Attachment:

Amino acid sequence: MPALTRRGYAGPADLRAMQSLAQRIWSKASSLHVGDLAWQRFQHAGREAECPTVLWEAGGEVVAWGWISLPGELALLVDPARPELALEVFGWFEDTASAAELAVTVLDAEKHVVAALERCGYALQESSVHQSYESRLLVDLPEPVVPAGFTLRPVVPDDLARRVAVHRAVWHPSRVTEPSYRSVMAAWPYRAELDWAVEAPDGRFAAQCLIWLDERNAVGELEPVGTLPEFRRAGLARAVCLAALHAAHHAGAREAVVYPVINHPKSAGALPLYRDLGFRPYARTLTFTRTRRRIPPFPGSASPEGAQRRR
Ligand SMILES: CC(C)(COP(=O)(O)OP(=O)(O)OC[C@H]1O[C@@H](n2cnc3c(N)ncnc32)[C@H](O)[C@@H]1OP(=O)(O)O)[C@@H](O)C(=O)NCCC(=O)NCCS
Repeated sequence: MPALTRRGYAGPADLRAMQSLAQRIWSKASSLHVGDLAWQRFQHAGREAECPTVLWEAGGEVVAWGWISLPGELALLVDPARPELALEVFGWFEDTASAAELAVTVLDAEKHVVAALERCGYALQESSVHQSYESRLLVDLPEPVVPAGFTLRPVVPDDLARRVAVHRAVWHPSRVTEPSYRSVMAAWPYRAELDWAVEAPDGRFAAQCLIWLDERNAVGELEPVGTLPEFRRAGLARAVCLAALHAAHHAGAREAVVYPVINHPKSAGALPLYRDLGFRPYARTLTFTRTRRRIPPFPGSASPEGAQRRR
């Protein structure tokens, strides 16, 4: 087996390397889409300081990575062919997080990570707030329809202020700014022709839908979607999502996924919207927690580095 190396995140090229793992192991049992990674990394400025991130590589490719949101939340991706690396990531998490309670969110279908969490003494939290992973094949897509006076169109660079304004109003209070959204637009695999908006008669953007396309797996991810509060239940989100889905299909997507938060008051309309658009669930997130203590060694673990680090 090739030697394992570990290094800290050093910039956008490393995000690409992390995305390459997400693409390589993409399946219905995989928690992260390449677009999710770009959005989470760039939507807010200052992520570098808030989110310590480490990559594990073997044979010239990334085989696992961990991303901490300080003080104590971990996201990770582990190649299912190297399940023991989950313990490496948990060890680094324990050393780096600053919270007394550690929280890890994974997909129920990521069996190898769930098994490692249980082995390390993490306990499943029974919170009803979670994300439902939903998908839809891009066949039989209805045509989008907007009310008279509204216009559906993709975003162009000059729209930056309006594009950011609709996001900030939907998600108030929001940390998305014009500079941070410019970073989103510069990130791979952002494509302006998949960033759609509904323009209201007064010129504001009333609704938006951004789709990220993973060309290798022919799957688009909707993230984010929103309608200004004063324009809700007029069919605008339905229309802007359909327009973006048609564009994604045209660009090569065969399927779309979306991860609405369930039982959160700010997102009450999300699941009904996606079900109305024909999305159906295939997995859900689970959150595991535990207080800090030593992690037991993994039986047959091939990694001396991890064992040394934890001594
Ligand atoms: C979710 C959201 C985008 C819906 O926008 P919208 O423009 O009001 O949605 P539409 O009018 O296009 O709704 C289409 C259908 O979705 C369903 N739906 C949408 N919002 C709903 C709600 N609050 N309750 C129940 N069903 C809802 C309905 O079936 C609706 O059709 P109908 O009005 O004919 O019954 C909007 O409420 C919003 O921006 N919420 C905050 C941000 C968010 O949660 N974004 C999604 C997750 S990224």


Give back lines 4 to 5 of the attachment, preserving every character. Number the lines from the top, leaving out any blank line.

């Protein structure tokens, strides 16, 4: 087996390397889409300081990575062919997080990570707030329809202020700014022709839908979607999502996924919207927690580095 190396995140090229793992192991049992990674990394400025991130590589490719949101939340991706690396990531998490309670969110279908969490003494939290992973094949897509006076169109660079304004109003209070959204637009695999908006008669953007396309797996991810509060239940989100889905299909997507938060008051309309658009669930997130203590060694673990680090 090739030697394992570990290094800290050093910039956008490393995000690409992390995305390459997400693409390589993409399946219905995989928690992260390449677009999710770009959005989470760039939507807010200052992520570098808030989110310590480490990559594990073997044979010239990334085989696992961990991303901490300080003080104590971990996201990770582990190649299912190297399940023991989950313990490496948990060890680094324990050393780096600053919270007394550690929280890890994974997909129920990521069996190898769930098994490692249980082995390390993490306990499943029974919170009803979670994300439902939903998908839809891009066949039989209805045509989008907007009310008279509204216009559906993709975003162009000059729209930056309006594009950011609709996001900030939907998600108030929001940390998305014009500079941070410019970073989103510069990130791979952002494509302006998949960033759609509904323009209201007064010129504001009333609704938006951004789709990220993973060309290798022919799957688009909707993230984010929103309608200004004063324009809700007029069919605008339905229309802007359909327009973006048609564009994604045209660009090569065969399927779309979306991860609405369930039982959160700010997102009450999300699941009904996606079900109305024909999305159906295939997995859900689970959150595991535990207080800090030593992690037991993994039986047959091939990694001396991890064992040394934890001594
Ligand atoms: C979710 C959201 C985008 C819906 O926008 P919208 O423009 O009001 O949605 P539409 O009018 O296009 O709704 C289409 C259908 O979705 C369903 N739906 C949408 N919002 C709903 C709600 N609050 N309750 C129940 N069903 C809802 C309905 O079936 C609706 O059709 P109908 O009005 O004919 O019954 C909007 O409420 C919003 O921006 N919420 C905050 C941000 C968010 O949660 N974004 C999604 C997750 S990224």